If your answer is God, then what does it matter if the government agrees with that freedom or not?

If the answer is government, I have to wonder whether that belief system is worth having if it is only expressible in the context of government acquiescence.

Phil said...

Justin, I was right with you on the first comment, up until this: "If you aren't doing that, you aren't being the inbreaking of the Kingdom. I believe you'll be with God when you die, but you aren't being part of his plan to renew the world." I think there are better ways to put it than that.

Snapshot... Oh boy, where to begin. I can definitely understand where you're coming from. If I was coming from a conservative and/or Republican standpoint and I'd heard what Ms. Winner said, I'd have concerns too. But she is entitled to her opinion and has the freedom to share it. Personally, I think she was brave to state the things she did, amongst an audience would likely not agree with her. And I think she is brave whether I agree with her or not.

I can also agree with you on how some Christians can seem very arrogant (you pointed out "liberal," and I would agree while also asserting that those on the "conservative" side can be as well). I can definitely see where you're coming from there as well. In fact, I wrote a blogpost concerning the Spiritual Superiority Complex about 18 months ago. I have experienced it myself, from both sides, and it's not pleasant to receive nor is it pleasant to realize that I've been on the giving end of it too.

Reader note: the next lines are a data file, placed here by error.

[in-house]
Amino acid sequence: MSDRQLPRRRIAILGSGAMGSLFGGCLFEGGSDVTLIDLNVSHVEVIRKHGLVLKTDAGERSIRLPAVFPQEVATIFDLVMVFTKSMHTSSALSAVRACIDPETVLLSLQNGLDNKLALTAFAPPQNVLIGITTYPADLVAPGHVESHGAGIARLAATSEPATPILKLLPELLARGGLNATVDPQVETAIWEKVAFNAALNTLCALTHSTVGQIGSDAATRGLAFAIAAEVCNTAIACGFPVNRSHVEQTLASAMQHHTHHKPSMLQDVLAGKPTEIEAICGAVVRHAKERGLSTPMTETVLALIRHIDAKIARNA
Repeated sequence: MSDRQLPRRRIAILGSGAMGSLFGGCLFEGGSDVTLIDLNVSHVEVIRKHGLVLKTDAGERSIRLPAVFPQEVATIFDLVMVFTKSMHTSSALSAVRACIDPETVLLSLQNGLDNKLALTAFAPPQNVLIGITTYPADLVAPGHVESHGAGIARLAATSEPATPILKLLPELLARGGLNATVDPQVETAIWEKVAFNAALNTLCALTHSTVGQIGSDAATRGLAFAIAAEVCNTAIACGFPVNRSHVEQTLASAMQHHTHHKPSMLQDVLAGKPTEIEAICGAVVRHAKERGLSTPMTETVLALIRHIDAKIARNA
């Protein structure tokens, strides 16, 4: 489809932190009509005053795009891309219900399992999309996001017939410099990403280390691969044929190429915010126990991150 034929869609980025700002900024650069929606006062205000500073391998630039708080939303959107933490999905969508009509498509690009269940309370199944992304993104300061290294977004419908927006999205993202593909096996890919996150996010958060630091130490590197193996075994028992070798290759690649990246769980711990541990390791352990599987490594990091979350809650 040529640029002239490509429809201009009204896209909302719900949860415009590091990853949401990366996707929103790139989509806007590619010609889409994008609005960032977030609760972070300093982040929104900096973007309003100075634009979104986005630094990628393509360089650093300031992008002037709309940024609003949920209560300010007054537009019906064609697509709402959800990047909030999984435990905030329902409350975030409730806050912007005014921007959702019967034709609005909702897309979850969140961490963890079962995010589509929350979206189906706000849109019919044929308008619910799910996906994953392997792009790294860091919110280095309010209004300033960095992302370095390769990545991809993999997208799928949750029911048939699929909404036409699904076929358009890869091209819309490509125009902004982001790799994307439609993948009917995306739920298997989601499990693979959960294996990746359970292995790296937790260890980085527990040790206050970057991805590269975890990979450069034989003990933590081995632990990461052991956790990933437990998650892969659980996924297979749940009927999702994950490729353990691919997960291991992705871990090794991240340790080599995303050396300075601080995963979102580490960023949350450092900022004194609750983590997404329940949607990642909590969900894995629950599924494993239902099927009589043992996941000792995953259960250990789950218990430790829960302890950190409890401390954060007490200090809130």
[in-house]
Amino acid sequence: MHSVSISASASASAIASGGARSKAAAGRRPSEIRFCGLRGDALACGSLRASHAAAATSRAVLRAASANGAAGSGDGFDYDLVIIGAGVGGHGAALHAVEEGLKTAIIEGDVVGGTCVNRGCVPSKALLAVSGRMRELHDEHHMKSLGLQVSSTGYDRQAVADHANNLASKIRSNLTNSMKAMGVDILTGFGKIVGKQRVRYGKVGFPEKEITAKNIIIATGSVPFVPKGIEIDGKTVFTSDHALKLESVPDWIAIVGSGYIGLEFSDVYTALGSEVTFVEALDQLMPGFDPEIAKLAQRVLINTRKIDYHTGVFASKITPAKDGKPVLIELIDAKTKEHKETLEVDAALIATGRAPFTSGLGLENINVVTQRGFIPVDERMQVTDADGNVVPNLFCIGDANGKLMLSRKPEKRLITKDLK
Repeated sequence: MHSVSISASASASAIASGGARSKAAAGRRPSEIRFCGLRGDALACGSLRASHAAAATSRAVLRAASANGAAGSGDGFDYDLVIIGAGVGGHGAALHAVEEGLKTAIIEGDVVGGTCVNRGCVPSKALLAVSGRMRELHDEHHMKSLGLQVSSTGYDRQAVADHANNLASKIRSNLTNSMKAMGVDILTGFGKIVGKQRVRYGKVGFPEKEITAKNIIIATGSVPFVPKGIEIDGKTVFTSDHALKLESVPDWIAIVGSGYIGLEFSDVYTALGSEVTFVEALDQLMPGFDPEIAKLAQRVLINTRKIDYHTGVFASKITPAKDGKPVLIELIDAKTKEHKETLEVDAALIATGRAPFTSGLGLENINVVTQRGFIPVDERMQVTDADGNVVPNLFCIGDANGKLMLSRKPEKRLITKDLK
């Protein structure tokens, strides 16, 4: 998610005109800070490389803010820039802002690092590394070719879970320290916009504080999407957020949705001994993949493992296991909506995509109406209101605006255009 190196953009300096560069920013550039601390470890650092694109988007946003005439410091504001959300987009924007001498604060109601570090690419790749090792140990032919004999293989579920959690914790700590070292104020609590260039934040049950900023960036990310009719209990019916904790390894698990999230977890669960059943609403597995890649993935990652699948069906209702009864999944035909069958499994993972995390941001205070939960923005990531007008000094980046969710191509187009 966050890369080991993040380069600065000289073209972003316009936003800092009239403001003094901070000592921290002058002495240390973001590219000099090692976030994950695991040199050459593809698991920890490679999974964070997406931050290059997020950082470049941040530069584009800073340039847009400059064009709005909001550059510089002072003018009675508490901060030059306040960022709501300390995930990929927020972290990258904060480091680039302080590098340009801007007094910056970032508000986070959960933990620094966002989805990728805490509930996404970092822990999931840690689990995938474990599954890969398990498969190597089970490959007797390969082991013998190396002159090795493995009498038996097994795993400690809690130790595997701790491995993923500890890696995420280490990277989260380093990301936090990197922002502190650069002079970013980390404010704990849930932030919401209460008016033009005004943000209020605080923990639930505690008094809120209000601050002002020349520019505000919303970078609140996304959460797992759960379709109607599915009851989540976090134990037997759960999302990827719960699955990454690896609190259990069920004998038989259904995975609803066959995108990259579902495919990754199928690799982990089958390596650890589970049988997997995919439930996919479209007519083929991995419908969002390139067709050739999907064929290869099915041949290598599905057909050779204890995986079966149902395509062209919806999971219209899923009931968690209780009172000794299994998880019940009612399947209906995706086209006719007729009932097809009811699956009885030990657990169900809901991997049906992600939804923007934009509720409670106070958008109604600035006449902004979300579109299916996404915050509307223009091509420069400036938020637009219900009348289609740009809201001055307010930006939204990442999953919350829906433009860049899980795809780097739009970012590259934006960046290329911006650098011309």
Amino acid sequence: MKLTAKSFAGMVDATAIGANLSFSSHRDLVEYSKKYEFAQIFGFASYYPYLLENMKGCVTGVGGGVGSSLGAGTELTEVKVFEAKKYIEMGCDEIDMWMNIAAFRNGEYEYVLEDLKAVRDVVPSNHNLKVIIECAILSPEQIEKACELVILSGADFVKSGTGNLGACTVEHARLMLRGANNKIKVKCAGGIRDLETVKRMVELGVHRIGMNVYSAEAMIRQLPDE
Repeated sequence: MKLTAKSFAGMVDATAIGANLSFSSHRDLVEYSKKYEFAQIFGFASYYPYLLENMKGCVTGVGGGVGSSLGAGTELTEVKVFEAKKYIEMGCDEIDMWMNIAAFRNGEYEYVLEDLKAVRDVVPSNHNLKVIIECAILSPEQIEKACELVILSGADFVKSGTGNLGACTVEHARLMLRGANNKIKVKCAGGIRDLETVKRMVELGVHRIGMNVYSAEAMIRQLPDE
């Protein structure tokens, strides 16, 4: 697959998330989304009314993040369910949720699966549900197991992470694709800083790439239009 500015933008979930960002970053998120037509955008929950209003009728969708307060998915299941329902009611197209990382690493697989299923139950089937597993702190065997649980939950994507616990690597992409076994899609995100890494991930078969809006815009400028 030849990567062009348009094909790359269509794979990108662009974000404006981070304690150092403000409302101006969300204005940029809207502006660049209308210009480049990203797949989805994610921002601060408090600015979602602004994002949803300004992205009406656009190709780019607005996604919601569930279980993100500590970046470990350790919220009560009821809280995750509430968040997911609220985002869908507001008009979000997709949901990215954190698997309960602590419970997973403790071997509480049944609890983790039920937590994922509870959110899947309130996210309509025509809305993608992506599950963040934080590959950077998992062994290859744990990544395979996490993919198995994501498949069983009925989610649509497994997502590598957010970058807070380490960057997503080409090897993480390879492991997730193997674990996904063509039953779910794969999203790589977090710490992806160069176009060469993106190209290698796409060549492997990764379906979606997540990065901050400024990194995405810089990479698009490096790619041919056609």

This phrase in your comment interested me: "I thought that we as a brotherhood, had finally come to a place where differences can be used to glorify the Kingdom of God and we can learn from each other. But I found out that in many cases, including the Zoe experience, that is not true. The new liberated CoC can be just as judgmental and arrogant as the old school CoC. That fact has made me so sad, hurt and disappointed." I hope and pray that in my responses that I haven't displayed this attitude to you personally and if I have, I ask your forgiveness. And I think we can. I would be curious as to what other experiences you had at Zoe that would lead you to think that you couldn't or that people at Zoe wouldn't be encouraging of worshiping together, despite political or even theological differences.